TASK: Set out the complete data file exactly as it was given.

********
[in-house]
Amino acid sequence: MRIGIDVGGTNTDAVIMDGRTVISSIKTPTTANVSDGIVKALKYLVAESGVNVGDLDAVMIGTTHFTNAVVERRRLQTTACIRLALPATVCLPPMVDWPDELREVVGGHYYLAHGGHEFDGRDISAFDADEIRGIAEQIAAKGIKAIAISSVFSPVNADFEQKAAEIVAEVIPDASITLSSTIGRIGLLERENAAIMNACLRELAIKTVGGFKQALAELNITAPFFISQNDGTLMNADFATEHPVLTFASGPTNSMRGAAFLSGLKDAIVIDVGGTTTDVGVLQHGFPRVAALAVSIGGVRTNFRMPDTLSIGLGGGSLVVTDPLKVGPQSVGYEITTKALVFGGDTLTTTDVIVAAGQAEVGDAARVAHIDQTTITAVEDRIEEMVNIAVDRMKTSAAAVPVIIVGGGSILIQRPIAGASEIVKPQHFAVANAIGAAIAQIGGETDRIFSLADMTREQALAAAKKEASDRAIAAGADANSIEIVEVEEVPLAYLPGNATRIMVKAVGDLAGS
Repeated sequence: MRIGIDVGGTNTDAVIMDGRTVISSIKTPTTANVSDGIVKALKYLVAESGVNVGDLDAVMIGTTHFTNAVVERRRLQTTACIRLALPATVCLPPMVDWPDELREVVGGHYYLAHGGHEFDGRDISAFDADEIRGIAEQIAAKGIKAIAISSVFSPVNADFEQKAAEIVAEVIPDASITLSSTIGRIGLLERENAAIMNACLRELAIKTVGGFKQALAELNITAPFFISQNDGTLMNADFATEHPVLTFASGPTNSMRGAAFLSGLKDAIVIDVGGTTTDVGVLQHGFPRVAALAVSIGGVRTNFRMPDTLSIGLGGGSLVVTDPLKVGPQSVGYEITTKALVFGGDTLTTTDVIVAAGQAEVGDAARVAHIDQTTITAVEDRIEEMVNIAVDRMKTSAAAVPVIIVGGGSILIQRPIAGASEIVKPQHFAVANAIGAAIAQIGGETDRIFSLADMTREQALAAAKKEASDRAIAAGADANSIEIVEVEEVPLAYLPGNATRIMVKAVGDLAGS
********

[in-house]
Amino acid sequence: MRIGIDVGGTNTDAVIMDGRTVISSIKTPTTANVSDGIVKALKYLVAESGVNVGDLDAVMIGTTHFTNAVVERRRLQTTACIRLALPATVCLPPMVDWPDELREVVGGHYYLAHGGHEFDGRDISAFDADEIRGIAEQIAAKGIKAIAISSVFSPVNADFEQKAAEIVAEVIPDASITLSSTIGRIGLLERENAAIMNACLRELAIKTVGGFKQALAELNITAPFFISQNDGTLMNADFATEHPVLTFASGPTNSMRGAAFLSGLKDAIVIDVGGTTTDVGVLQHGFPRVAALAVSIGGVRTNFRMPDTLSIGLGGGSLVVTDPLKVGPQSVGYEITTKALVFGGDTLTTTDVIVAAGQAEVGDAARVAHIDQTTITAVEDRIEEMVNIAVDRMKTSAAAVPVIIVGGGSILIQRPIAGASEIVKPQHFAVANAIGAAIAQIGGETDRIFSLADMTREQALAAAKKEASDRAIAAGADANSIEIVEVEEVPLAYLPGNATRIMVKAVGDLAGS
Repeated sequence: MRIGIDVGGTNTDAVIMDGRTVISSIKTPTTANVSDGIVKALKYLVAESGVNVGDLDAVMIGTTHFTNAVVERRRLQTTACIRLALPATVCLPPMVDWPDELREVVGGHYYLAHGGHEFDGRDISAFDADEIRGIAEQIAAKGIKAIAISSVFSPVNADFEQKAAEIVAEVIPDASITLSSTIGRIGLLERENAAIMNACLRELAIKTVGGFKQALAELNITAPFFISQNDGTLMNADFATEHPVLTFASGPTNSMRGAAFLSGLKDAIVIDVGGTTTDVGVLQHGFPRVAALAVSIGGVRTNFRMPDTLSIGLGGGSLVVTDPLKVGPQSVGYEITTKALVFGGDTLTTTDVIVAAGQAEVGDAARVAHIDQTTITAVEDRIEEMVNIAVDRMKTSAAAVPVIIVGGGSILIQRPIAGASEIVKPQHFAVANAIGAAIAQIGGETDRIFSLADMTREQALAAAKKEASDRAIAAGADANSIEIVEVEEVPLAYLPGNATRIMVKAVGDLAGS